The Immigrant Problem: Paris Riots of 2005
Statistics give a different picture of immigration in France from those one may imagine. Almost a tenth of France’s population is made up of immigrants: 8.8 percent to be exact. Nearly half of all new immigrants in France are European, not African or Middle Eastern!
In October and November of 2005, a series of riots occurred in the suburbs of Paris and other French cities involving the burning of cars and public buildings at night. The rioters were the children of immigrants from North Africa and Sub-Saharan Africa. Some French and foreign observers interpreted the riots in poor, largely Muslim neighborhoods throughout the country as a clash of civilisations. Yet, the strife had little to do with yearnings for a ‘worldwide caliphate’ and much to do with domestic socioeconomic problems. For those youth, Islam was an inseparable component of their self-identity, which strengthened their sense of solidarity, gave them the appearance of legitimacy and drew a line between them and the French.
Way back in 2005, European academic Professor Tariq Ramadan said in an interview with the SPIEGEL:
“The concepts of unity and equality, which are idealised to the point of excess in France’s political rhetoric, are nothing but myths and blatant lies at the social level. The main purpose of the public debates over Islam, integration and immigration is to stir up fear. In a sense, politicians use these debates as ideological strategies, as a way to avoid confronting reality.”
“French citizens are treated as second-class citizens, if not the leprous members of the national community. Their children are sent to ghetto schools and taught by inexperienced teachers, they are crammed into inhumane public housing developments, and they are confronted with an essentially closed job market. In short, they live in a bleak, devastated universe. France is disintegrating before our eyes into socioeconomic communities, into territorial and social apartheid. The rich live in their own ghettoes. Institutionalized racism is a daily reality.”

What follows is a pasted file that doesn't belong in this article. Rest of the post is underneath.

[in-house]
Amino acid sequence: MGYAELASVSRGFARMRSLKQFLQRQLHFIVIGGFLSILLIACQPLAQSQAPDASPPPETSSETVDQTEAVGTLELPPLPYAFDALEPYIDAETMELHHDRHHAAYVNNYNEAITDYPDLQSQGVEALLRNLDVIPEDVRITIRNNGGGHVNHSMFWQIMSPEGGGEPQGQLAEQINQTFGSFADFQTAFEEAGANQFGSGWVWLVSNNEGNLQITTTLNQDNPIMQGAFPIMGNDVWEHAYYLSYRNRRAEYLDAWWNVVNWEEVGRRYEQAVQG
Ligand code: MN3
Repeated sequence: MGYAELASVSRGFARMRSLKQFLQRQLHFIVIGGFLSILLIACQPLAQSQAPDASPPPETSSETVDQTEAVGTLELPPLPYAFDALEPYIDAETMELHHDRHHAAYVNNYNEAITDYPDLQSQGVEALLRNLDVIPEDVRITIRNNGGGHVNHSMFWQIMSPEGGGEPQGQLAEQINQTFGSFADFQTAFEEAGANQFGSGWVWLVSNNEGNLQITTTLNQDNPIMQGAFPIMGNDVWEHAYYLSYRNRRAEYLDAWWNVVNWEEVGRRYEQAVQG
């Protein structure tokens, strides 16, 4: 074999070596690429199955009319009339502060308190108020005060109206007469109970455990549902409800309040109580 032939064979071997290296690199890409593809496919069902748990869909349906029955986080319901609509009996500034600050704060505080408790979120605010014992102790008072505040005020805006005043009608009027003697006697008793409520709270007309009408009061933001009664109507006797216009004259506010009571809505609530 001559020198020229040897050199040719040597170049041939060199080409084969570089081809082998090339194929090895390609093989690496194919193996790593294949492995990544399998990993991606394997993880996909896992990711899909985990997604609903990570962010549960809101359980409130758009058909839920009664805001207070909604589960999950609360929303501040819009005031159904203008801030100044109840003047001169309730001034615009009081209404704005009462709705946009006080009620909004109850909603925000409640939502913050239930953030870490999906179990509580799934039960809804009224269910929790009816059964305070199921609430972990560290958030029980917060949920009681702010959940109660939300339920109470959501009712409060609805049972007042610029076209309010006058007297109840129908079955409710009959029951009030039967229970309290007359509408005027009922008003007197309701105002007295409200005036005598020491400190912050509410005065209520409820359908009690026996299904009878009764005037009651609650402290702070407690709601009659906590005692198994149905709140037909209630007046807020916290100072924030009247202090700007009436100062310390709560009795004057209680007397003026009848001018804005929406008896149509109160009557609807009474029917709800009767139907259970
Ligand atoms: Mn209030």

Islam with its overt religiosity, a way of life that is communal, a worship that is not just unilateral is strategically scapegoated as the biggest challenge to the country’s secular model of the past 100 years. While Muslim alarm is created, France’s Muslim ghettos are not hotbeds of separatism, and the suburbs are full of people desperate to integrate into the wider society. France makes integration more difficult for Muslims because it apparently forcesMuslims to choose between two alternatives: self-abandonment or self-isolation.
Critics have long said the ban on face veils and the headscarf had little to do with female emancipation, rather a political ploy to garner right wing votes. Changes in France will only take place when the residents of the disenfranchised suburbs are treated as fully entitled Frenchmen, as part of the solution, not an expression of the problem.